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> -----Original Message-----
> From: Matthew Gertner [mailto:firstname.lastname@example.org]
> Sent: 27 March 2002 12:01
> To: 'Leigh Dodds'
> Cc: email@example.com
> Subject: Inheritance and Architectural Forms (was RELAX NG Marketing)
There was a recent AF discussion which you may have already seen. I
posted an interim summary here , Robin Cover colllated some of
the additional responses to that summary .
> I believe that you are correct that AFs can handle the kind of polymorphic
> behavior that I have been talking about. There are two problems with this:
> 1) AFs take SGML as gospel and so try to squeeze new features into it with a
> lot of extremely clever but somewhat arcane hacks, making the whole thing a
> kludgy and hard to understand.
John Cowan's Architectural Forms: Next Generation (AF:NG)  attempts to remedy
this. In short: no PI based syntax, separate architectural mapping document
> 2) To get the benefit of AFs you need an AF-aware processor, and I'm not
> aware of such a beast being available to the XML-using masses (but I suspect
> that someone will enlighten me).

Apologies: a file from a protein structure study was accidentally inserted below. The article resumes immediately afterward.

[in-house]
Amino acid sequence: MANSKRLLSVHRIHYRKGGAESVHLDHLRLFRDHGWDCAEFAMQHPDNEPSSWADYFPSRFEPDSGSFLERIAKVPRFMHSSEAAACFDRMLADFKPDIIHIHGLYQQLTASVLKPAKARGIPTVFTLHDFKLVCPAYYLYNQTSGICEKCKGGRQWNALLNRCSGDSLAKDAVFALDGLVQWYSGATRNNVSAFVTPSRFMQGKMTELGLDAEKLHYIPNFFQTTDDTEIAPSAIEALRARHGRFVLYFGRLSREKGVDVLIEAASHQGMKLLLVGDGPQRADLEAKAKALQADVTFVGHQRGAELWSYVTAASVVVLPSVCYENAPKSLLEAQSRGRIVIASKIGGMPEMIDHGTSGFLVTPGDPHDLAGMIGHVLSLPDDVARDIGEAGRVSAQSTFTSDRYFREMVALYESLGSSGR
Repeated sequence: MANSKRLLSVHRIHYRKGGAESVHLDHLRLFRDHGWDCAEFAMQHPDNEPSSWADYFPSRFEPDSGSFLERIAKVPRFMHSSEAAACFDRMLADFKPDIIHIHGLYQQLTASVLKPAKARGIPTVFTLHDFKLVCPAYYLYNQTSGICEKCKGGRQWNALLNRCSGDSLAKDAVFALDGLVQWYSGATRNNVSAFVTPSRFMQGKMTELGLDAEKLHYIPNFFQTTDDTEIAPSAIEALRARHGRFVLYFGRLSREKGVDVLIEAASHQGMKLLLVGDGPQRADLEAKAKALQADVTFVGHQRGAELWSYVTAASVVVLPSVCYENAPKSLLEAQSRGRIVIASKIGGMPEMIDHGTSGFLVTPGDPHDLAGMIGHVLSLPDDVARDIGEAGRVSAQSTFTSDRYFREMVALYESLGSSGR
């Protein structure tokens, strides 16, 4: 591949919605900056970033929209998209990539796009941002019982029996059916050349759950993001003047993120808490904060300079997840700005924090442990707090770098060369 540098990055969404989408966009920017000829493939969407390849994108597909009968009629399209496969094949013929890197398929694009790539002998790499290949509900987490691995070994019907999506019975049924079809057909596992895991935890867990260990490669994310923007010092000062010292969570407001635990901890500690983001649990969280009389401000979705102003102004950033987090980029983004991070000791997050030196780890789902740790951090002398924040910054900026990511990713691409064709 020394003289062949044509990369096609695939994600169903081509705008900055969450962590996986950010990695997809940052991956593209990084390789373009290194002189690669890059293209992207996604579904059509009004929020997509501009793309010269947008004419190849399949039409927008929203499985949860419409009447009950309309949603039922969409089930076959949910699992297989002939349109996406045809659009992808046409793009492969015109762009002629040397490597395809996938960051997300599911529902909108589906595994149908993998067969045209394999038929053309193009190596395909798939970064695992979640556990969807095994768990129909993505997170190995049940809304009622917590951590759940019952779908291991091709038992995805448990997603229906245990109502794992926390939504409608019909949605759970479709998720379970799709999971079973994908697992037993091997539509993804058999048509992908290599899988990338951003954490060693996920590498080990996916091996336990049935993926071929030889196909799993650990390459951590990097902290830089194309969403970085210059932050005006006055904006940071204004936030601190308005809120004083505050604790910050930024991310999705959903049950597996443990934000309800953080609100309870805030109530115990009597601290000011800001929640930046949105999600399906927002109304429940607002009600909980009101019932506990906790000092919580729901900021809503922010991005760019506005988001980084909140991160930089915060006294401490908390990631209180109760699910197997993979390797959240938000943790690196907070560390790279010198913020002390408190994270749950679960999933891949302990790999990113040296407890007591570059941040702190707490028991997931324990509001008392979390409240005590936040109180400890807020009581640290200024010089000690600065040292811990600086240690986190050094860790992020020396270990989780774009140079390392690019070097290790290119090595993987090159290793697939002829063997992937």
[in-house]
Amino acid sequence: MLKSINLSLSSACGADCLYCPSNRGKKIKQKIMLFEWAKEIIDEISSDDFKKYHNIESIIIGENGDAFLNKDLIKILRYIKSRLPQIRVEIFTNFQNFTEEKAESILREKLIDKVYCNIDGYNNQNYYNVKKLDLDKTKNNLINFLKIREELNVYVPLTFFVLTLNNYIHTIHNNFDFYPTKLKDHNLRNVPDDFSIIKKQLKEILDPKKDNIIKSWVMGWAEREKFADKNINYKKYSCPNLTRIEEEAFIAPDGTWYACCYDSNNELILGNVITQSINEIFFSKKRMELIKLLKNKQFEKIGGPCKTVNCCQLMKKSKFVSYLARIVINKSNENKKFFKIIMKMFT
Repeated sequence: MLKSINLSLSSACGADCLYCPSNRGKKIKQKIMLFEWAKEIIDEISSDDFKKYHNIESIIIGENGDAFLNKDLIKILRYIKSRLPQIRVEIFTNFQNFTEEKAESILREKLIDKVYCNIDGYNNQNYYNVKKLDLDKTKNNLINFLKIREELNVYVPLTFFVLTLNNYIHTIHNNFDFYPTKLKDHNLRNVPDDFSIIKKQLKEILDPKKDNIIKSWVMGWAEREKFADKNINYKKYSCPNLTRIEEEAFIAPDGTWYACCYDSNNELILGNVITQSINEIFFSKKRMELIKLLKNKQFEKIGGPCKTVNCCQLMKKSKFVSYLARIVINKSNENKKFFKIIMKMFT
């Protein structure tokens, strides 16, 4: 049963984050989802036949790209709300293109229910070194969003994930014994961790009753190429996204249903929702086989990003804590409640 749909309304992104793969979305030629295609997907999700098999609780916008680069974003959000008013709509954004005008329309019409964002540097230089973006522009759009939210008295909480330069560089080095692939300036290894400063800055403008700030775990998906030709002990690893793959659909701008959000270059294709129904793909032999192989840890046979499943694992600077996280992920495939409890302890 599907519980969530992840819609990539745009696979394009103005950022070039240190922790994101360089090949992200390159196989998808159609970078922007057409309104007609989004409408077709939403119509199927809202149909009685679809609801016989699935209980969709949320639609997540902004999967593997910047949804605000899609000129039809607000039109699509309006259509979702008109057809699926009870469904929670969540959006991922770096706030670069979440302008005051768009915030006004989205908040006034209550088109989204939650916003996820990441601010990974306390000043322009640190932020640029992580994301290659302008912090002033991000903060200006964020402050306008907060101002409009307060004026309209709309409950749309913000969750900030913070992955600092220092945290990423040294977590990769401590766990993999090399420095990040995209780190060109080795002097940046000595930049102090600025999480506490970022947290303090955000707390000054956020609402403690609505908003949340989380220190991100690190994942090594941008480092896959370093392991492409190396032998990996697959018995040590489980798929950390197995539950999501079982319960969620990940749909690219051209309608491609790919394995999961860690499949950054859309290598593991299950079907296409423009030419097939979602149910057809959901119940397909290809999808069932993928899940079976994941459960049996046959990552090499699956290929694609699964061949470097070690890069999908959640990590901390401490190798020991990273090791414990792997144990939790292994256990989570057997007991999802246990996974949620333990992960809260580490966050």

I implemented an early version of AF:NG as an XSLT metastylesheet, although
haven't had the time to update it to the latest revision. (willing to share _rough_
code if anyone really wants it)
APEX  also offers an XSLT based approach, but doesn't use AF:NG. Instead the
architectural mapping info is provided an parameters to the stylesheet.
Both of these ought to be easy to slot into an existing processing chain
using XML-Pipeline, a JAXP Transformer filter, or perhaps an alternate
implementation using Streaming Transformations  which could
use a simple SAX filter.
Most of the mystery of AFs seem to come from the difficulty in tackling
the specification, in principle they seem a very simple and intuitive
approach. A good deal of the applications of XSLT I've seen could probably
be handled as mappings.